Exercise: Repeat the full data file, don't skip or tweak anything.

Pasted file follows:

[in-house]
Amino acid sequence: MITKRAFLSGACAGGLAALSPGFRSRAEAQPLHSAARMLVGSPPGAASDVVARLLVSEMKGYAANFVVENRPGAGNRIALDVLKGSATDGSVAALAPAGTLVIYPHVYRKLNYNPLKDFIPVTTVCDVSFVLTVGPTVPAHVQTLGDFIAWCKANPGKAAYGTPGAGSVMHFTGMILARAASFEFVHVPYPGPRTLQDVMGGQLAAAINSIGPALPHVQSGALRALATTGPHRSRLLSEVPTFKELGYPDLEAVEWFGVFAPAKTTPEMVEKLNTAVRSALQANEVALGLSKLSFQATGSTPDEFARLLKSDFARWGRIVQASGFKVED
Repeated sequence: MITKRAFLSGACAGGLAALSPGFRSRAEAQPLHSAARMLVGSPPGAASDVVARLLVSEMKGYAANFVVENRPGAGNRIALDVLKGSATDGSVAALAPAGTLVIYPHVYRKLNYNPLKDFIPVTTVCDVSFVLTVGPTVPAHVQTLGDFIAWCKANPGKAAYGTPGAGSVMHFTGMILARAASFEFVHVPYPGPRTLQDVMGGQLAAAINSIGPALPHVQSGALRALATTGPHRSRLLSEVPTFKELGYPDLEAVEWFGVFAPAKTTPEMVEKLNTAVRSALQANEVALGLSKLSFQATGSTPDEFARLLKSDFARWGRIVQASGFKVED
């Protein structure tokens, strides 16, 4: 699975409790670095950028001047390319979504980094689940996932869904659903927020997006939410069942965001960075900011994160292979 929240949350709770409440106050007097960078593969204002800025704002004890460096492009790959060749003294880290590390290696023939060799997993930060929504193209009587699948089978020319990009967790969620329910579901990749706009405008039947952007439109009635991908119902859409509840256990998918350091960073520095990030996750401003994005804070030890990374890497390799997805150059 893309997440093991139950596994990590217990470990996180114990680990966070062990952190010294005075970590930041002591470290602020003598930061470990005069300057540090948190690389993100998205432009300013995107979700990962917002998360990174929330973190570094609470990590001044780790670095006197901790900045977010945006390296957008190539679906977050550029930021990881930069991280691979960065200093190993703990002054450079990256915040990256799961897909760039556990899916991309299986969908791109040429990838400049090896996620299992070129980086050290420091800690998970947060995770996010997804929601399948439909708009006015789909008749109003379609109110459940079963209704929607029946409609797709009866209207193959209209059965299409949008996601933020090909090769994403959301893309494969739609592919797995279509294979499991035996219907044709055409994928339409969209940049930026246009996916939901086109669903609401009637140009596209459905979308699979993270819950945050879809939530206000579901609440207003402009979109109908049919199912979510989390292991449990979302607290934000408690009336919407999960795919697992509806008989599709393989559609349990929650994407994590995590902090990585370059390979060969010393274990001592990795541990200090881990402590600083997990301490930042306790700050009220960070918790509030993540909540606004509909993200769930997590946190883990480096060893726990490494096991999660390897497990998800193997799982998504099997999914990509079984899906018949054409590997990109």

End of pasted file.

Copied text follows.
[in-house]
Amino acid sequence: MITKRAFLSGACAGGLAALSPGFRSRAEAQPLHSAARMLVGSPPGAASDVVARLLVSEMKGYAANFVVENRPGAGNRIALDVLKGSATDGSVAALAPAGTLVIYPHVYRKLNYNPLKDFIPVTTVCDVSFVLTVGPTVPAHVQTLGDFIAWCKANPGKAAYGTPGAGSVMHFTGMILARAASFEFVHVPYPGPRTLQDVMGGQLAAAINSIGPALPHVQSGALRALATTGPHRSRLLSEVPTFKELGYPDLEAVEWFGVFAPAKTTPEMVEKLNTAVRSALQANEVALGLSKLSFQATGSTPDEFARLLKSDFARWGRIVQASGFKVED
Repeated sequence: MITKRAFLSGACAGGLAALSPGFRSRAEAQPLHSAARMLVGSPPGAASDVVARLLVSEMKGYAANFVVENRPGAGNRIALDVLKGSATDGSVAALAPAGTLVIYPHVYRKLNYNPLKDFIPVTTVCDVSFVLTVGPTVPAHVQTLGDFIAWCKANPGKAAYGTPGAGSVMHFTGMILARAASFEFVHVPYPGPRTLQDVMGGQLAAAINSIGPALPHVQSGALRALATTGPHRSRLLSEVPTFKELGYPDLEAVEWFGVFAPAKTTPEMVEKLNTAVRSALQANEVALGLSKLSFQATGSTPDEFARLLKSDFARWGRIVQASGFKVED
């Protein structure tokens, strides 16, 4: 699975409790670095950028001047390319979504980094689940996932869904659903927020997006939410069942965001960075900011994160292979 929240949350709770409440106050007097960078593969204002800025704002004890460096492009790959060749003294880290590390290696023939060799997993930060929504193209009587699948089978020319990009967790969620329910579901990749706009405008039947952007439109009635991908119902859409509840256990998918350091960073520095990030996750401003994005804070030890990374890497390799997805150059 893309997440093991139950596994990590217990470990996180114990680990966070062990952190010294005075970590930041002591470290602020003598930061470990005069300057540090948190690389993100998205432009300013995107979700990962917002998360990174929330973190570094609470990590001044780790670095006197901790900045977010945006390296957008190539679906977050550029930021990881930069991280691979960065200093190993703990002054450079990256915040990256799961897909760039556990899916991309299986969908791109040429990838400049090896996620299992070129980086050290420091800690998970947060995770996010997804929601399948439909708009006015789909008749109003379609109110459940079963209704929607029946409609797709009866209207193959209209059965299409949008996601933020090909090769994403959301893309494969739609592919797995279509294979499991035996219907044709055409994928339409969209940049930026246009996916939901086109669903609401009637140009596209459905979308699979993270819950945050879809939530206000579901609440207003402009979109109908049919199912979510989390292991449990979302607290934000408690009336919407999960795919697992509806008989599709393989559609349990929650994407994590995590902090990585370059390979060969010393274990001592990795541990200090881990402590600083997990301490930042306790700050009220960070918790509030993540909540606004509909993200769930997590946190883990480096060893726990490494096991999660390897497990998800193997799982998504099997999914990509079984899906018949054409590997990109």